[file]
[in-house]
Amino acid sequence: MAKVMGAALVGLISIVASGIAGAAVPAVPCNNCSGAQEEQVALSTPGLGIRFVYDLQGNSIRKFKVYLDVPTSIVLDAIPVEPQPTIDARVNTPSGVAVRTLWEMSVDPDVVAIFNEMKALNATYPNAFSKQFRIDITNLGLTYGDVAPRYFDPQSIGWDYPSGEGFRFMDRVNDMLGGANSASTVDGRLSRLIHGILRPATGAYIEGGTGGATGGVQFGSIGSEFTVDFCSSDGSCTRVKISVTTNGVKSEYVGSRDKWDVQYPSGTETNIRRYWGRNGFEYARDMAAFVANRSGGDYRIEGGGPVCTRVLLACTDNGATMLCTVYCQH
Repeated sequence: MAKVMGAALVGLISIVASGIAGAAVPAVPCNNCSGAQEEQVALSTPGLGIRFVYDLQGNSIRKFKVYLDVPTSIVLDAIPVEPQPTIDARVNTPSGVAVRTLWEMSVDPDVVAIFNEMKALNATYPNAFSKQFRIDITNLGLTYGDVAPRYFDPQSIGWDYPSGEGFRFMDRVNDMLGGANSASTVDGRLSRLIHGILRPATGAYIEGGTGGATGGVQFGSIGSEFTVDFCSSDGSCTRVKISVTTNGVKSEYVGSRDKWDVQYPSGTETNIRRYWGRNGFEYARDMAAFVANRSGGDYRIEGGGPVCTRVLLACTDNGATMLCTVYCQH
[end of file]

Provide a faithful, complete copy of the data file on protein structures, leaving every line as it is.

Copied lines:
[in-house]
Amino acid sequence: MAKVMGAALVGLISIVASGIAGAAVPAVPCNNCSGAQEEQVALSTPGLGIRFVYDLQGNSIRKFKVYLDVPTSIVLDAIPVEPQPTIDARVNTPSGVAVRTLWEMSVDPDVVAIFNEMKALNATYPNAFSKQFRIDITNLGLTYGDVAPRYFDPQSIGWDYPSGEGFRFMDRVNDMLGGANSASTVDGRLSRLIHGILRPATGAYIEGGTGGATGGVQFGSIGSEFTVDFCSSDGSCTRVKISVTTNGVKSEYVGSRDKWDVQYPSGTETNIRRYWGRNGFEYARDMAAFVANRSGGDYRIEGGGPVCTRVLLACTDNGATMLCTVYCQH
Repeated sequence: MAKVMGAALVGLISIVASGIAGAAVPAVPCNNCSGAQEEQVALSTPGLGIRFVYDLQGNSIRKFKVYLDVPTSIVLDAIPVEPQPTIDARVNTPSGVAVRTLWEMSVDPDVVAIFNEMKALNATYPNAFSKQFRIDITNLGLTYGDVAPRYFDPQSIGWDYPSGEGFRFMDRVNDMLGGANSASTVDGRLSRLIHGILRPATGAYIEGGTGGATGGVQFGSIGSEFTVDFCSSDGSCTRVKISVTTNGVKSEYVGSRDKWDVQYPSGTETNIRRYWGRNGFEYARDMAAFVANRSGGDYRIEGGGPVCTRVLLACTDNGATMLCTVYCQH